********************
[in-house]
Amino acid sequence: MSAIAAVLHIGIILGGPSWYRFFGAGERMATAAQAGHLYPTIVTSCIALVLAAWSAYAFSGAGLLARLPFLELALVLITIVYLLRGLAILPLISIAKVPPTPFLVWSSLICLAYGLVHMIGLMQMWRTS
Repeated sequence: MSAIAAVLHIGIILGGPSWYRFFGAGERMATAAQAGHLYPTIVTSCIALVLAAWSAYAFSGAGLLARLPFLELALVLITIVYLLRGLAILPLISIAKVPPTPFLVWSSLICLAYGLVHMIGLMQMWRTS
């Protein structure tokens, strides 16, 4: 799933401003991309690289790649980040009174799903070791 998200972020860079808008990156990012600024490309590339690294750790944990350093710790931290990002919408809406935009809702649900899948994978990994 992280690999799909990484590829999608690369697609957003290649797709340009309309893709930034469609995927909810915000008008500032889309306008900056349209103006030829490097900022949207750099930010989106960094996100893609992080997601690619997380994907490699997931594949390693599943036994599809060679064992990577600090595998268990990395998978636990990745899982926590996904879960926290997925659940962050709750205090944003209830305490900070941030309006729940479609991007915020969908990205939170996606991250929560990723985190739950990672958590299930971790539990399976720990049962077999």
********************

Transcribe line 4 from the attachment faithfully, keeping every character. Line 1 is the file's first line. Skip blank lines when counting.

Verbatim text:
């Protein structure tokens, strides 16, 4: 799933401003991309690289790649980040009174799903070791 998200972020860079808008990156990012600024490309590339690294750790944990350093710790931290990002919408809406935009809702649900899948994978990994 992280690999799909990484590829999608690369697609957003290649797709340009309309893709930034469609995927909810915000008008500032889309306008900056349209103006030829490097900022949207750099930010989106960094996100893609992080997601690619997380994907490699997931594949390693599943036994599809060679064992990577600090595998268990990395998978636990990745899982926590996904879960926290997925659940962050709750205090944003209830305490900070941030309006729940479609991007915020969908990205939170996606991250929560990723985190739950990672958590299930971790539990399976720990049962077999």